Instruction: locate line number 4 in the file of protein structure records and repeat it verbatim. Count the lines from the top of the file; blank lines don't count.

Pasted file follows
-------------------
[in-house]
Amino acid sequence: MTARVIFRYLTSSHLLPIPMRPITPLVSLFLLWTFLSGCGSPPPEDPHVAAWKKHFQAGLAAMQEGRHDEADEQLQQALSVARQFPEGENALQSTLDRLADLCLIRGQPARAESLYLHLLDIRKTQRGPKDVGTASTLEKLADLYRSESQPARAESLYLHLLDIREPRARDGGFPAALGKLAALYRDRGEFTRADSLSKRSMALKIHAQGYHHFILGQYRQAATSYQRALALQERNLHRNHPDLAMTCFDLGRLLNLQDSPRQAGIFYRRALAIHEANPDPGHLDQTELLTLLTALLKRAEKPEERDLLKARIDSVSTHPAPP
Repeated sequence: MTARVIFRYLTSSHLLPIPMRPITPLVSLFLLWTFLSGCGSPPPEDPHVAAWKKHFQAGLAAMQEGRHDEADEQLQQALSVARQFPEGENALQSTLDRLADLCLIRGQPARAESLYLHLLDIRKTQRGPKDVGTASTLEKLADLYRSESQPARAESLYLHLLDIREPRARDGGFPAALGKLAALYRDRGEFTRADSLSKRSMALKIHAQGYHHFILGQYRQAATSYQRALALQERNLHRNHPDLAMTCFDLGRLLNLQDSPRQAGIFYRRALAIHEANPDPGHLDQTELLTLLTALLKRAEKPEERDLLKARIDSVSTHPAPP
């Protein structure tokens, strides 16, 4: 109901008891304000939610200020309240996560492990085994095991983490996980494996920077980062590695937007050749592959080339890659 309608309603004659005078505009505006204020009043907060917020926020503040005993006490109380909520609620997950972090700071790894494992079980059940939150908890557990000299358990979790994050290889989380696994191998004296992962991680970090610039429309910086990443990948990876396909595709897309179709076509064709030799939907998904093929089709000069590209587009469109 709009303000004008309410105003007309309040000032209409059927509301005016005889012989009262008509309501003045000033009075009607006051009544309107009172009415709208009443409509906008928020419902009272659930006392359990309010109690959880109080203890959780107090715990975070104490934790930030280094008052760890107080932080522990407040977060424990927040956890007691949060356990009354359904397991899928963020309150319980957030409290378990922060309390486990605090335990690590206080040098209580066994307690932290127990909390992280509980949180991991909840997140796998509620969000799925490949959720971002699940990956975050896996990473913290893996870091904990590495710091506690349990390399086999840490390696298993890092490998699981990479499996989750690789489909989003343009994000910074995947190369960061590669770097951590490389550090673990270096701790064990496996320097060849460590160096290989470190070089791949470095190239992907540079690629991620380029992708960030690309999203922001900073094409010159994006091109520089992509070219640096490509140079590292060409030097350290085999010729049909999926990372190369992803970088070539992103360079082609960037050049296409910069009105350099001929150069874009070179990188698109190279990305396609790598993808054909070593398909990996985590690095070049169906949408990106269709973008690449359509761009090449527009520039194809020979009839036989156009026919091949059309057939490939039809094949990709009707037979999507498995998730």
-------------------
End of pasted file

């Protein structure tokens, strides 16, 4: 109901008891304000939610200020309240996560492990085994095991983490996980494996920077980062590695937007050749592959080339890659 309608309603004659005078505009505006204020009043907060917020926020503040005993006490109380909520609620997950972090700071790894494992079980059940939150908890557990000299358990979790994050290889989380696994191998004296992962991680970090610039429309910086990443990948990876396909595709897309179709076509064709030799939907998904093929089709000069590209587009469109 709009303000004008309410105003007309309040000032209409059927509301005016005889012989009262008509309501003045000033009075009607006051009544309107009172009415709208009443409509906008928020419902009272659930006392359990309010109690959880109080203890959780107090715990975070104490934790930030280094008052760890107080932080522990407040977060424990927040956890007691949060356990009354359904397991899928963020309150319980957030409290378990922060309390486990605090335990690590206080040098209580066994307690932290127990909390992280509980949180991991909840997140796998509620969000799925490949959720971002699940990956975050896996990473913290893996870091904990590495710091506690349990390399086999840490390696298993890092490998699981990479499996989750690789489909989003343009994000910074995947190369960061590669770097951590490389550090673990270096701790064990496996320097060849460590160096290989470190070089791949470095190239992907540079690629991620380029992708960030690309999203922001900073094409010159994006091109520089992509070219640096490509140079590292060409030097350290085999010729049909999926990372190369992803970088070539992103360079082609960037050049296409910069009105350099001929150069874009070179990188698109190279990305396609790598993808054909070593398909990996985590690095070049169906949408990106269709973008690449359509761009090449527009520039194809020979009839036989156009026919091949059309057939490939039809094949990709009707037979999507498995998730």